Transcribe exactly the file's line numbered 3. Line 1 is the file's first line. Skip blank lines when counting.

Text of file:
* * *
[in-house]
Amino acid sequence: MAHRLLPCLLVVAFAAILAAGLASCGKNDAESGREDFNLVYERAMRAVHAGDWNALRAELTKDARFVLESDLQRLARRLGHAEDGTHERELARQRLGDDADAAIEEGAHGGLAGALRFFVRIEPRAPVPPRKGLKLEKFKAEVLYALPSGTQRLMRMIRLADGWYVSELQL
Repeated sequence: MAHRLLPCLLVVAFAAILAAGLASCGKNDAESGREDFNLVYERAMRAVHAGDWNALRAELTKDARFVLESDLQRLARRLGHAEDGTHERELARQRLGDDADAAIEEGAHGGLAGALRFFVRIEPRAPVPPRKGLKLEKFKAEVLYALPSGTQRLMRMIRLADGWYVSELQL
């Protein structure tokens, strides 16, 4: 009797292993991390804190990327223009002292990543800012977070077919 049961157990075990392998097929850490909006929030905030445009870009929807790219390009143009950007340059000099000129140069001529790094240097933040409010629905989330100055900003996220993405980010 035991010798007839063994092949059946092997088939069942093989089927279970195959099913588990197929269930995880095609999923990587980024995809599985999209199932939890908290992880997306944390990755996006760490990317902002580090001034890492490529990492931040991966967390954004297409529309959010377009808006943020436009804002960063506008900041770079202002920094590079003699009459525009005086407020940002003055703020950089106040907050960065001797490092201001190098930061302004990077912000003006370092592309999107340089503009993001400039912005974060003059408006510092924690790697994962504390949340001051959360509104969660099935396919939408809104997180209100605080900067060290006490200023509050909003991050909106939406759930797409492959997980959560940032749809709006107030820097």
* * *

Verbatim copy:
Repeated sequence: MAHRLLPCLLVVAFAAILAAGLASCGKNDAESGREDFNLVYERAMRAVHAGDWNALRAELTKDARFVLESDLQRLARRLGHAEDGTHERELARQRLGDDADAAIEEGAHGGLAGALRFFVRIEPRAPVPPRKGLKLEKFKAEVLYALPSGTQRLMRMIRLADGWYVSELQL